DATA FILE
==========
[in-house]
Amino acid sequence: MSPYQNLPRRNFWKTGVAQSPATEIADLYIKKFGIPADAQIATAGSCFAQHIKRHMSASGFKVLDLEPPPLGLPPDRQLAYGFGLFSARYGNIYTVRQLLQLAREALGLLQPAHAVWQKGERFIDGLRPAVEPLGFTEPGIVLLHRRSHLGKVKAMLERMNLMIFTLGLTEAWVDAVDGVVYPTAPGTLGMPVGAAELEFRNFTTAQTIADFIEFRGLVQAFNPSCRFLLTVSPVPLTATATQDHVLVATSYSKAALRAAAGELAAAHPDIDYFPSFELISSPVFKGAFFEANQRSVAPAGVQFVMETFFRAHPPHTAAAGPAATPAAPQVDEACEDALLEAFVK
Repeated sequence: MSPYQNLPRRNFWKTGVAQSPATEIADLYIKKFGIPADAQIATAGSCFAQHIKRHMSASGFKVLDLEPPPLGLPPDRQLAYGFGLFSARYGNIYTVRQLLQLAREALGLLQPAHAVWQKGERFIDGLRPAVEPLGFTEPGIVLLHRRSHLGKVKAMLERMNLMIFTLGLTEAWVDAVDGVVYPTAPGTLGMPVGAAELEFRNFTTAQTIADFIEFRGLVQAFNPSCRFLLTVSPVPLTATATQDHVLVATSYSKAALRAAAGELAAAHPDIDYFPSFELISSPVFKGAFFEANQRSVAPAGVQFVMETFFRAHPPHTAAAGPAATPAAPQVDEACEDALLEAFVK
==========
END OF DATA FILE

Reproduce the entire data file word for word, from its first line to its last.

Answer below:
[in-house]
Amino acid sequence: MSPYQNLPRRNFWKTGVAQSPATEIADLYIKKFGIPADAQIATAGSCFAQHIKRHMSASGFKVLDLEPPPLGLPPDRQLAYGFGLFSARYGNIYTVRQLLQLAREALGLLQPAHAVWQKGERFIDGLRPAVEPLGFTEPGIVLLHRRSHLGKVKAMLERMNLMIFTLGLTEAWVDAVDGVVYPTAPGTLGMPVGAAELEFRNFTTAQTIADFIEFRGLVQAFNPSCRFLLTVSPVPLTATATQDHVLVATSYSKAALRAAAGELAAAHPDIDYFPSFELISSPVFKGAFFEANQRSVAPAGVQFVMETFFRAHPPHTAAAGPAATPAAPQVDEACEDALLEAFVK
Repeated sequence: MSPYQNLPRRNFWKTGVAQSPATEIADLYIKKFGIPADAQIATAGSCFAQHIKRHMSASGFKVLDLEPPPLGLPPDRQLAYGFGLFSARYGNIYTVRQLLQLAREALGLLQPAHAVWQKGERFIDGLRPAVEPLGFTEPGIVLLHRRSHLGKVKAMLERMNLMIFTLGLTEAWVDAVDGVVYPTAPGTLGMPVGAAELEFRNFTTAQTIADFIEFRGLVQAFNPSCRFLLTVSPVPLTATATQDHVLVATSYSKAALRAAAGELAAAHPDIDYFPSFELISSPVFKGAFFEANQRSVAPAGVQFVMETFFRAHPPHTAAAGPAATPAAPQVDEACEDALLEAFVK